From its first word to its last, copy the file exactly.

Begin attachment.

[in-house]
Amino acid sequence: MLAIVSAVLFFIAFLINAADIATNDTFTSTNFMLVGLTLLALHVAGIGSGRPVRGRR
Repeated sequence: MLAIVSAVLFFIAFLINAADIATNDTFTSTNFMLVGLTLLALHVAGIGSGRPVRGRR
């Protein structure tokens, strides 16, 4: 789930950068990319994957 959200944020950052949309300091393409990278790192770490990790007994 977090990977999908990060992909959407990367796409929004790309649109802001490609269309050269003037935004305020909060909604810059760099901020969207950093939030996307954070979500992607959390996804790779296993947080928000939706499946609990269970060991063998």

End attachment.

[in-house]
Amino acid sequence: MLAIVSAVLFFIAFLINAADIATNDTFTSTNFMLVGLTLLALHVAGIGSGRPVRGRR
Repeated sequence: MLAIVSAVLFFIAFLINAADIATNDTFTSTNFMLVGLTLLALHVAGIGSGRPVRGRR
């Protein structure tokens, strides 16, 4: 789930950068990319994957 959200944020950052949309300091393409990278790192770490990790007994 977090990977999908990060992909959407990367796409929004790309649109802001490609269309050269003037935004305020909060909604810059760099901020969207950093939030996307954070979500992607959390996804790779296993947080928000939706499946609990269970060991063998």